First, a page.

Where are the best beaches in South Africa?
South Africa has approximately 2,000 miles of coastline fronting two seas, so there is no shortage of beaches. Some are traditional sandy bays for sunbathing and sandcastle building. Others are famous for their fauna, which includes everything from penguins to sea turtles. Many South African beaches provide views of migrating whales or pods of dolphins surfing the waves.
Some beaches are world-famous for their surf breakers, but they are also wonderful for families and provide a variety of amenities. The Atlantic Ocean delivers some of the most dazzlingly beautiful strands on the western side of the nation, but the trade-off might be water that has come up from Antarctica and it certainly feels it. However, just around the Cape, you may relax in the Indian Ocean, which warms up as you go up the coast towards the Mozambique border.
Read on to discover the best beaches in South Africa, along with plenty of nearby hotel and accommodation options.
Coffee Bay on the Wild Coast
Coffee Bay on the Wild Coast in the Eastern Cape is one of the country’s most picturesque beaches. It’s famous for its golden sand, the surrounding rocky cliffs and rolling green hills, and the much-photographed Hole in the Wall, an archway in the rock. Coffee Bay offers dozens of guesthouses and is directly connected to the N2 highway by a tar road, so there is no need for a 4×4 or high clearance vehicle.
Coffee Bay’s easygoing environment is undeniably one of its greatest aspects. There is no such thing as ‘casual’ life here. Day and night, comfortable beachwear is the order of the day. Coffee Bay draws visitors from all around the world, but it is especially popular with international travellers. The land and community are an experience in and of itself, offering a different way of life and a true sense of rural South Africa. Walking through the streets, whether you come across local bead women, cattle herders, or tourists, you will always be greeted with a wave and a grin. There’s no reason not to grin when you’re in a situation like this. Life is nice as long as you’re at Coffee Bay.
Coffee Bay is noted for its breathtaking scenery, which includes rock-faced cliffs, undulating hills, and lovely white sand beaches. The village is located on a kilometre-long beach that is ideal for surfing, swimming, and sunbathing. One of the few regular surf places on the Wild Coast is located in the rocky region off the beach’s southern tip. This rock structure is also responsible for some excellent fishing, which feeds both residents and visitors. There are also crisscrossed pathways along the shore that lead to excellent picturesque vistas via the surrounding communities. Hike along with one of the three rivers that flow into Coffee Bay’s sea. You may find isolated beaches along the coast as well as breathtaking vistas in the hills. In any case, Coffee Bay is not lacking in trekking opportunities. Aside from surfing, fishing, and hiking, the region also provides Quad rides, massages, live music, delicious cuisine and beverages, and so on.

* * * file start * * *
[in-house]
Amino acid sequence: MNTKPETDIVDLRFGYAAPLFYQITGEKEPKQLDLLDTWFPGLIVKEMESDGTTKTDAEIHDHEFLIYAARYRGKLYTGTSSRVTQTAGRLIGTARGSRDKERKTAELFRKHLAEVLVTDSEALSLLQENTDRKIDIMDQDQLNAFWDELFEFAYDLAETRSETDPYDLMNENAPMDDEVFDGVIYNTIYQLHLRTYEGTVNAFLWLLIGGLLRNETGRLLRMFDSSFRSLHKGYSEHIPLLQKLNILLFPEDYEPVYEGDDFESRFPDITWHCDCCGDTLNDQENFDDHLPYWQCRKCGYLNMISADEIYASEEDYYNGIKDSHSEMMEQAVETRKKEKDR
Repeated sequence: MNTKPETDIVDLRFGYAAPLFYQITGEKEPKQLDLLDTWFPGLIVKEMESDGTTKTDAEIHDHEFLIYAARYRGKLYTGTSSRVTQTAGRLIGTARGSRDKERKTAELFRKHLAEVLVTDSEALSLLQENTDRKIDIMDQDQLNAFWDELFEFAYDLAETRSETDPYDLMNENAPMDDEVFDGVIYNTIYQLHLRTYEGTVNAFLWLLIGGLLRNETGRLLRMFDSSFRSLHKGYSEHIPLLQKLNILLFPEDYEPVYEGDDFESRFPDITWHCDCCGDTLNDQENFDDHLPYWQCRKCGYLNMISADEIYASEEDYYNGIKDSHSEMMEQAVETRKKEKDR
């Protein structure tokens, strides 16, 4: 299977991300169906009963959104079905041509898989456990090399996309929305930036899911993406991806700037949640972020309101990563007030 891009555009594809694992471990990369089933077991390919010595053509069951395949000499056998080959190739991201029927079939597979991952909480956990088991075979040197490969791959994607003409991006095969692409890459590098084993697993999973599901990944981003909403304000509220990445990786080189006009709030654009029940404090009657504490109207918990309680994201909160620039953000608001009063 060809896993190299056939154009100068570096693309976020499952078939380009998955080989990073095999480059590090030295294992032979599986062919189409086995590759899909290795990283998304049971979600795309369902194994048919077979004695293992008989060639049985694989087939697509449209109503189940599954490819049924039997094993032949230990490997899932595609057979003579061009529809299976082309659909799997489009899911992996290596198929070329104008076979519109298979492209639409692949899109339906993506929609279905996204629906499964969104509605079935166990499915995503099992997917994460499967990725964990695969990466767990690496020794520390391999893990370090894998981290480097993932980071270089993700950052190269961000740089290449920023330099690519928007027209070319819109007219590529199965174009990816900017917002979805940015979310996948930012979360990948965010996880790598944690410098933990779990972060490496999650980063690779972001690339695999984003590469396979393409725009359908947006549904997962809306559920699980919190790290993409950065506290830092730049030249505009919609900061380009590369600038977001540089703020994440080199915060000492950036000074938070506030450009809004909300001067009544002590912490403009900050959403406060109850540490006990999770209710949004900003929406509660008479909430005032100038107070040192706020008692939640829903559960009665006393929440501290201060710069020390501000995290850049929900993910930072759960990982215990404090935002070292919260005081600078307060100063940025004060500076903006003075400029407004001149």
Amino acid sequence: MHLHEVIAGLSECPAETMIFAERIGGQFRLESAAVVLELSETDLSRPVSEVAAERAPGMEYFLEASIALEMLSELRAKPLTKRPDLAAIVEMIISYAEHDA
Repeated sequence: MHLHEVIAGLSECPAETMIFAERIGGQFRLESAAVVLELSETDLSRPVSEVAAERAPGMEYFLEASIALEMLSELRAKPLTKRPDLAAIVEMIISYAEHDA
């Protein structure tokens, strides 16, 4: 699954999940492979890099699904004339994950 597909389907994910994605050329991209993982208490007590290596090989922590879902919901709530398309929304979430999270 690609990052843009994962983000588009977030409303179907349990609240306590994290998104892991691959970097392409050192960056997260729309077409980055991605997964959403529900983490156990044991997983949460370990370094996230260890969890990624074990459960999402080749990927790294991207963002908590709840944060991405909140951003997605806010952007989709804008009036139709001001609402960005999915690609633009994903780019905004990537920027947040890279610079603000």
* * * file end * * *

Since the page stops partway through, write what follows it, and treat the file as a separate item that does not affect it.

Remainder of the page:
Boulders Beach in Cape Town
Boulders Beach is well known for its residents, which include a colony of African penguins. The greatest spot to observe them is at Foxy Beach, where you can walk along the high boardwalks and watch them emerge from the sea and waddle up the coast. You could see them dart by in the water if you’re swimming close. This colony has developed from a few of mating pairs in the 1980s to 3,000 individuals now, despite the fact that the species is still threatened by overfishing and oil spills.
Boulders and its surrounding beaches, thankfully, are now part of the Table Mountain National Park Marine Safeguarded Area, guaranteeing that the beaches are secure and clean, and the penguins are protected. Three wheelchair-accessible boardwalks were built a few years ago to serve the almost 60,000 guests that visit the beach each year. These boardwalks run across the dunes and vegetation, providing not only fantastic viewing opportunities but also protecting breeding penguins and their young. However, one or two of the young gentlemen may still be seen waddling across the parking lot from time to time.
Boulders Beach is a famous family-friendly swimming beach where children may climb over the boulders, explore the rock pools, or swim in the cold, clear False Bay water. It’s also an excellent spot for a relaxing picnic. The beach is rarely crowded because of the R65 conservation charge.
If you want to learn more about the area’s famed residents, stop by the Boulders Visitors Centre, where qualified guides will provide you with a wealth of knowledge about Africa’s own, distinctive penguins.
West Coast’s Paternoster Beach
Paternoster, just a couple of hours from Cape Town, is a popular weekend escape for city residents. The small fishing village is made up of whitewashed homes that overlook a swath of white sand. When the fishermen bring their catches up onto the beach, you may buy them fresh for a seafood BBQ, or braai, as South Africans call it. The atmosphere is both artistic and lazy.
Paternoster is a modest, laid-back fishing community located only a stone’s throw (well, 150 kilometres) from Cape Town. With its charming cluster of whitewashed cottages and lengthy swath of beautiful beach, it’s no wonder that this is a favourite weekend getaway place for Capetonians. If you enjoy seafood and lengthy walks on white sand beaches while watching the sun set, Paternoster is the spot for you.